decided to visit Kumai because of the chance to visit the Tanjung
Puting National Park to get up close and personal with Orangutan. To this
end we hired a Klotok, a local river boat.
The three of
us were accompanied by Robbie, a qualified park guide and multi-linguist, the
captain, his son and a cook. Robbie was an absolutley charming man and during
our 2 days he was teaching Peter Indonesian songs.
Parts of the river one could have been on the Norfolk Broads...except for
the temperature....the vegetation....and the wildlife! We saw otter, which was
unexpected, fabulous kingfishers four or five times the size of their British
cousins, hornbills with heads that look immensely heavy but are quite light, and
small crocodile less than two metres with narrow heads just right for fishing.
As well as fishing in the black river water, the crocodiles lie patiently just
off the river bank for the monkeys that don't quite manage the leap across the
river which they attempt from time to time using springy branches to propel
ferried up river about 30 miles to Camp Leakey, which until 1995 was used as a
site to rehabilitate orangutan that had been released from captivity. The site
is no longer used for this purpose, as there is a fear that this could be a
route for disease to be introduced to the wild population. Hence there now
exists a small population of orangutan who are very tame and a larger population
who are accustomed to man. Each day bananas are left at 3 feeding stations to
attract in the animals for observation by the rangers and the tourists. The
animals are not dependant on the food and we were told that some individuals
only appear occasionally such as this fine chap Dayouk, who was visiting a
feeding table for the first time in 3 months...and defintiely making it his
He put on
his " I am not amused face" when a younger animal came to pinch a few bananas.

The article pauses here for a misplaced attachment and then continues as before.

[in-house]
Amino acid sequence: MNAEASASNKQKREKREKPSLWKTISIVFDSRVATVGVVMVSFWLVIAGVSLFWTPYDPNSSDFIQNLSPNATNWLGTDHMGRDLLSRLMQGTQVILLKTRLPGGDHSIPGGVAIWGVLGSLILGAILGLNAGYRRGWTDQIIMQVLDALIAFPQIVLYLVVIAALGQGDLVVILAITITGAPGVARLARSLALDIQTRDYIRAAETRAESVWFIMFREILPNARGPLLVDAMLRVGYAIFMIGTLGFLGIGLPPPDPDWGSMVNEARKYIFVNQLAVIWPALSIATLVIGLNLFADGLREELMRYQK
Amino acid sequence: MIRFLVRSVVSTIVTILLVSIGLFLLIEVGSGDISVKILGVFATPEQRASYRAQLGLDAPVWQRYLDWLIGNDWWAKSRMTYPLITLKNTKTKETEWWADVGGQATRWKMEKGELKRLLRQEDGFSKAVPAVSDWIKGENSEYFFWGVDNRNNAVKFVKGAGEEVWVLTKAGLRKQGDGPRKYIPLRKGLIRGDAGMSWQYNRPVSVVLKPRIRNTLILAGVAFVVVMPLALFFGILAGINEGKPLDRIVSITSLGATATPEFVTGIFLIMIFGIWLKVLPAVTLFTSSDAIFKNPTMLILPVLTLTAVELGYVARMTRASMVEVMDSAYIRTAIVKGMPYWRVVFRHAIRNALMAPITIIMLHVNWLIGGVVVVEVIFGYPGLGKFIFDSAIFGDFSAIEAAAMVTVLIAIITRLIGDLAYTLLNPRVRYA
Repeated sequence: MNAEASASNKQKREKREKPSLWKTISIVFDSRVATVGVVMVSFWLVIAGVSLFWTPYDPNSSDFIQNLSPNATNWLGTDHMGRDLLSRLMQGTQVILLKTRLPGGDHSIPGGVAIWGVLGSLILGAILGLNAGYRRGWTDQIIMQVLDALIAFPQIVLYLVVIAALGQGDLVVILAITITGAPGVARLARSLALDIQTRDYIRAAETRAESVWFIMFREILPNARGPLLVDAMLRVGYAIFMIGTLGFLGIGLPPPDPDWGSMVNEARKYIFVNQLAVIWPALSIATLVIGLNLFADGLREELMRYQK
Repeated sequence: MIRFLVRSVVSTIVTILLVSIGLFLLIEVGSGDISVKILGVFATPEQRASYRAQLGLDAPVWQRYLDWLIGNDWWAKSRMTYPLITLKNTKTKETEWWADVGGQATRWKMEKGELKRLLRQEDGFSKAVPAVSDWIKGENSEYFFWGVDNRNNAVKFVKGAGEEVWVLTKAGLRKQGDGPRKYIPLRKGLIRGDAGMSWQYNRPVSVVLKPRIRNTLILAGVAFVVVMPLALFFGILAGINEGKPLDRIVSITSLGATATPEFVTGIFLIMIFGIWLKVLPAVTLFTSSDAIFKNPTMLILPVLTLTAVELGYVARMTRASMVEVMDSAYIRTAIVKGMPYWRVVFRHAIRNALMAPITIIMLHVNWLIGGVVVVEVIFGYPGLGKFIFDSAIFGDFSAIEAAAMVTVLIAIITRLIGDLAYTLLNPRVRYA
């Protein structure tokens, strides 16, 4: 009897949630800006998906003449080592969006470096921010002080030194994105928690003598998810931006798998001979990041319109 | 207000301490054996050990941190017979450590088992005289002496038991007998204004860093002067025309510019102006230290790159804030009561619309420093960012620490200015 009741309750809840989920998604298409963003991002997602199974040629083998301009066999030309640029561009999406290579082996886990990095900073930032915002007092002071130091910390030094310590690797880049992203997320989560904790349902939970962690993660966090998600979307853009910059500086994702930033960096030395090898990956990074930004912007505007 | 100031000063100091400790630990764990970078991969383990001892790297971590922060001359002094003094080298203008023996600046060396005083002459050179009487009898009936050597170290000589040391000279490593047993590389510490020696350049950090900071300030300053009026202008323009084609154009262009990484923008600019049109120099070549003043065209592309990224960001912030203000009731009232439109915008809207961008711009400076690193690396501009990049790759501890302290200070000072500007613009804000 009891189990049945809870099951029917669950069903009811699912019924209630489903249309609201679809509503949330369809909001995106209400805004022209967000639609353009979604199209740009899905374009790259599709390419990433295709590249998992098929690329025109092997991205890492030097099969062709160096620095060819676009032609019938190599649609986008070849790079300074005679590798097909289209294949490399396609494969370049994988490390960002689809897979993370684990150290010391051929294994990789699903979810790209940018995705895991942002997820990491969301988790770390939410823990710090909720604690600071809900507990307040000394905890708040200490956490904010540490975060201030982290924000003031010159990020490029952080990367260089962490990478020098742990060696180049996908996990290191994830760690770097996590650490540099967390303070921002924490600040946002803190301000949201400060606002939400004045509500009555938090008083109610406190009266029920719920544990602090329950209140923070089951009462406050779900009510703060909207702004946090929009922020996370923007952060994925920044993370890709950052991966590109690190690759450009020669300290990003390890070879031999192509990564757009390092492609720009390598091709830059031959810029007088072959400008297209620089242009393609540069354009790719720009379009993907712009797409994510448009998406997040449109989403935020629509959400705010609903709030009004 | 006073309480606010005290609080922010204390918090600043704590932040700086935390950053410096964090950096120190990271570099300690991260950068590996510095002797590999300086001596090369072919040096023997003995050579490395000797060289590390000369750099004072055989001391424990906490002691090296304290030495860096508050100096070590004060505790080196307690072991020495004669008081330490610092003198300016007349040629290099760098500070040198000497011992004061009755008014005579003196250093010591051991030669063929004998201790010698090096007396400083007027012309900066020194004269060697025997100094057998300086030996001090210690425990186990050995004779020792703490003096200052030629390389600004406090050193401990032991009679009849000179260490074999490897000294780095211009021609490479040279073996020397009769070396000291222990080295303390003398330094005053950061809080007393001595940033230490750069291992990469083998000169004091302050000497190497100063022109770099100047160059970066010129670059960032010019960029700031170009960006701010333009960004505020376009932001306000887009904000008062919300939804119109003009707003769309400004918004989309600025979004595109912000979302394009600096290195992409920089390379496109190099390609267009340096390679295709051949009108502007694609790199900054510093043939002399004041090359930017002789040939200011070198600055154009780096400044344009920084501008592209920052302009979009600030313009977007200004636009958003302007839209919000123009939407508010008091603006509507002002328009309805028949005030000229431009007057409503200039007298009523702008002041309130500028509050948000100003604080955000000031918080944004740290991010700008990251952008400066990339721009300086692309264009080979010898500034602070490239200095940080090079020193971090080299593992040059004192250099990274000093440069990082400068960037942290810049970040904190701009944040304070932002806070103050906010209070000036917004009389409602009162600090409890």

The record for getting the most bananas in the mouth in one go was by a young
female who managed 15.
Over the 2
days we were in the park we visited the 3 feeding tables in different locations
and observed a number of different animals. All the older females had babies,
the population seems to be thriving.
well coiffured female had no intention of moving as we waited to pass, none of
the animals move, humans just have to skirt round them and hope the ankle isn't
very passive creatures but 8 times stronger than man so caution is always needed
when in close proximity, especially with the males.
chap was very friendly but Lorraine had her fingers well squeezed when she held
his proferred hand.
appears to be well run and we understand there are regular patrols to watch for
illegal logging and poaching. As most people know, the orangutan are under
severe threat mainly from habitat destruction.However, this reserve seemed to us
to offer a good compromise between wildlife and the need to generate an income
from the forest. Other tree climbers in the forest included troups of macaques
and these odd looking proboscis monkeys which are plentiful in the upper
There is a
healthy tourist trade with something like 5,000 people visiting the orangutan
last year. Whilst at the forest stops we met people who had flown in from UK,
Holland, Spain, Italy, USA and Germany. This keeps about 40 of the river boats
occupied and their crews of 4 per boat. A big improvement would be to have
electric craft both to reduce pollution but most of all to allow one to hear the
forest. The Indonesians do not seem to know what a silencer is and consequently
until our overnight stop the forest sounds were drowned out.
Mum and tiny baby.
Youngster has a drink.
the orangutan everything in the jungle seems to move at top speed or sinks into
bush or water to be completely hidden once spotted so taking photographs is not
easy with the low light levels, hence the lack of variety in our offerings
for this blog. However, the orangutans certainly like to pose, especially trying
to make themselves look big.
are only found in Borneo and Sumatra, the populations are fragile. We were
unsure about this visit because of possible negative impact on the animals and
their situation. We are glad we made it, without the support and impact of
visitors influencing attitudes toward the environment, demonstrating the
importance of these animals and other wildlife as a basis for generating income
for the local population there could be a more rapid and perhaps fatal decline.
The question is, can this lead to better things for wildlife in a country which
has to sustain such a huge human population? Given the complexities, we feel
very privileged to have been here.